Chapter

Law, Morality, and Solidarity: The Durkheimian Tradition

Roger Cotterrell

in Law's Community

Published in print February 1997 | ISBN: 9780198264903
Published online March 2012 | e-ISBN: 9780191682858 | DOI: http://dx.doi.org/10.1093/acprof:oso/9780198264903.003.0009

Series: Oxford Socio-Legal Studies

Law, Morality, and Solidarity: The Durkheimian Tradition

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Emile Durkheim's presently underestimated writings on law are important because of his consistent attempt to find links between law and contemporary rnorality. While his lack of attention to questions of political power is initially hard to understand, it is explicable in terms of Durkheim's single-minded concern with moral frameworks of social solidarity. A survey of present applications and developments of Durkheimian legal theory and sociology of law suggests that Durkheim's work should be read primarily as a sociologically informed discussion of what law might be — what it has the potential to become as an expression of solidarity, rather than as an account of law's present moral or political character in complex societies. Durkheim's legal sociology reflects broader problems apparent in his ideas on the state and politics generally; ideas that seem consistently to underemphasise social and political conflict, and thus the role of law in such conflict. Durkheim believes that social control is a central — perhaps the central — concern of sociology.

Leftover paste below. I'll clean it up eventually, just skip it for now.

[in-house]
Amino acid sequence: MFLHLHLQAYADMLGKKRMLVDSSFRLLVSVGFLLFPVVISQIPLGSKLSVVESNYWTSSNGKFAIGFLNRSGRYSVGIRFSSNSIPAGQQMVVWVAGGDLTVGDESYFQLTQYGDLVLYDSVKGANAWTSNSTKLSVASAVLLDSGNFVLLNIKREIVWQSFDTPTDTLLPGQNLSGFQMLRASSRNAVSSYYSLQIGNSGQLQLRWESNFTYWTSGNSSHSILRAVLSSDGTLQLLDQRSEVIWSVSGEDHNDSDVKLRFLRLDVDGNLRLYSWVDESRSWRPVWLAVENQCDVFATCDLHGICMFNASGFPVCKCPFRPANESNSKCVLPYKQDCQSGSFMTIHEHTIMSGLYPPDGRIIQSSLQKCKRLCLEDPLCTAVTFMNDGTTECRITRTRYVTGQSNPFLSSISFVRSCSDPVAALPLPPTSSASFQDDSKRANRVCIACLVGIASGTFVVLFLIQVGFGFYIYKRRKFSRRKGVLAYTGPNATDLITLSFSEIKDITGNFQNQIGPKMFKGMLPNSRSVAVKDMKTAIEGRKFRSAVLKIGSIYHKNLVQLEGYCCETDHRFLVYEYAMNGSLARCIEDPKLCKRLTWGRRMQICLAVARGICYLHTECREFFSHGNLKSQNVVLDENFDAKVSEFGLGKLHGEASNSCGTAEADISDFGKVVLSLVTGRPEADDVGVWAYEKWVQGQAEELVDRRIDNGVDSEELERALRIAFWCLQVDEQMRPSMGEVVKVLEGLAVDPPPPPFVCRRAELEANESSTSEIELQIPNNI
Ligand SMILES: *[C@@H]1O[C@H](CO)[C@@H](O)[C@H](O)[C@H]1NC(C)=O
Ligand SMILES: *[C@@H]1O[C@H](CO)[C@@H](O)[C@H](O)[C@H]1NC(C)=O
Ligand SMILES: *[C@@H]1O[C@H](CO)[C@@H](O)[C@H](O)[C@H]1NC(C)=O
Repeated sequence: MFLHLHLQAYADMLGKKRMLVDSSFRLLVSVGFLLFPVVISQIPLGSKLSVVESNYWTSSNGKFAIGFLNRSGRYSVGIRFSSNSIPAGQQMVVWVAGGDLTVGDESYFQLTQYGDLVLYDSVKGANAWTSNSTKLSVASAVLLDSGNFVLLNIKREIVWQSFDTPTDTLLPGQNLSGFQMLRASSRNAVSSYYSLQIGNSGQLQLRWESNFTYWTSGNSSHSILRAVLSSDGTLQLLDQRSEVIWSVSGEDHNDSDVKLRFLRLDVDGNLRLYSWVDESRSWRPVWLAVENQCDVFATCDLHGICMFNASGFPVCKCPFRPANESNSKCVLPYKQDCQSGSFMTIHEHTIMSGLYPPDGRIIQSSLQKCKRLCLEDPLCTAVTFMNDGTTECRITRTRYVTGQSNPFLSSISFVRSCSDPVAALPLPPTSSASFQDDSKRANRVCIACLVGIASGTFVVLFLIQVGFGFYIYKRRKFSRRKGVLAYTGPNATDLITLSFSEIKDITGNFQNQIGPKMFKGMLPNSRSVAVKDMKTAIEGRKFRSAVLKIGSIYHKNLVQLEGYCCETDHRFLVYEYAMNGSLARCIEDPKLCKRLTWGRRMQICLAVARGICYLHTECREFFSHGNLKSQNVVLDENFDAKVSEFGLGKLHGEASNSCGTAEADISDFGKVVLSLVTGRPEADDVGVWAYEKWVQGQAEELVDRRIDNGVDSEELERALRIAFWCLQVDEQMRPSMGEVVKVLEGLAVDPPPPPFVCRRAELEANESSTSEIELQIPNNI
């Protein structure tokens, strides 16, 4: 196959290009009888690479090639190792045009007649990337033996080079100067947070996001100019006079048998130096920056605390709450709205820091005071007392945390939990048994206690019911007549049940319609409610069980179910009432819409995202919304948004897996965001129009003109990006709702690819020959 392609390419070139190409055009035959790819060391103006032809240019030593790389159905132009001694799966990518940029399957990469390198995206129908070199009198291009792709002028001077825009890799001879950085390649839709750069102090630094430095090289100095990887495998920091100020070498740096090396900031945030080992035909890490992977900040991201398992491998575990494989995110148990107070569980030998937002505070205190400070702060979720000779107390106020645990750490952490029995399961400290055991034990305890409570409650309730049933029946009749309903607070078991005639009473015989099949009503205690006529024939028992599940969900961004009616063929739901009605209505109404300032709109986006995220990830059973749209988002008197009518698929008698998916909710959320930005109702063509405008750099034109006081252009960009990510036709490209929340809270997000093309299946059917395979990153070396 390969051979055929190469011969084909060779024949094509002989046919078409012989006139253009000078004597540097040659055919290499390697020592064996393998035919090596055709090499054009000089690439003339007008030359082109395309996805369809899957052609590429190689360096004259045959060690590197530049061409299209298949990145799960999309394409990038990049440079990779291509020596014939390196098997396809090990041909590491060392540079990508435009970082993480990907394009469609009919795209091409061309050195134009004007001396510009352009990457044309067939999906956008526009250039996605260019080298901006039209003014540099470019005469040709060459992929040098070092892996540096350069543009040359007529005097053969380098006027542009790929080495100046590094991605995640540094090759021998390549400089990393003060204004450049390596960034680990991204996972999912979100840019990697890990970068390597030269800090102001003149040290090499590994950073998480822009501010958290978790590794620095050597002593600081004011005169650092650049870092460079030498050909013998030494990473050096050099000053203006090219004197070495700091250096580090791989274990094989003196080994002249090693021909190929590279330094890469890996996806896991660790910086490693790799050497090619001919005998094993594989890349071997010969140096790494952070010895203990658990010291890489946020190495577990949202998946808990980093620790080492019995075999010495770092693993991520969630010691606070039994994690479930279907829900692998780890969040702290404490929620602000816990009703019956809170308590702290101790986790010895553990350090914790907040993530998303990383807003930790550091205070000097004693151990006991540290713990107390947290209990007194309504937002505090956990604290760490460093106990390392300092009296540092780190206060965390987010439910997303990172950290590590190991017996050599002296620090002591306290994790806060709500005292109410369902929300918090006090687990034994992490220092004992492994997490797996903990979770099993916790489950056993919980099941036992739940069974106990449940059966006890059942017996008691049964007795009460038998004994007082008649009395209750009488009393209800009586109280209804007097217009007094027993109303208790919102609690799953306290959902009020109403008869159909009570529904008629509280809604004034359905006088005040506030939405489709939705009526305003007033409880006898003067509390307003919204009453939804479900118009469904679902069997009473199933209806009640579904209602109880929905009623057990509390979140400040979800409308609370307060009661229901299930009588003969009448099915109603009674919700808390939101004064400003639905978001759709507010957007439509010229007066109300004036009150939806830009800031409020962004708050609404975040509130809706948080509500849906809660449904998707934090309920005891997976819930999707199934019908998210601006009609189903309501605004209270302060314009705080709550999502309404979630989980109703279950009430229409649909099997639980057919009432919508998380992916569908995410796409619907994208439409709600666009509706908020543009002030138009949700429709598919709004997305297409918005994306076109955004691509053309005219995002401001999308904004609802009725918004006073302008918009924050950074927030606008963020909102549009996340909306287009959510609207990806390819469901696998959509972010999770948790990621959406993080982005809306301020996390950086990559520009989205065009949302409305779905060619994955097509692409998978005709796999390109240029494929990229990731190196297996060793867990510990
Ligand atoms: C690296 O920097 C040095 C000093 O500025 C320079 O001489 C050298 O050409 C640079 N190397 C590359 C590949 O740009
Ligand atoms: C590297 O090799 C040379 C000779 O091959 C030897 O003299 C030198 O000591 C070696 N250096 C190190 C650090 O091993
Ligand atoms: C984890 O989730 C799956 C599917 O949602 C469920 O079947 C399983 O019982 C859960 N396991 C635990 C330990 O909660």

Keywords: Emile Durkheim; law; solidarity; morality; sociology; politics; conflict; social control

Chapter.  9716 words. 

Subjects: Jurisprudence and Philosophy of Law

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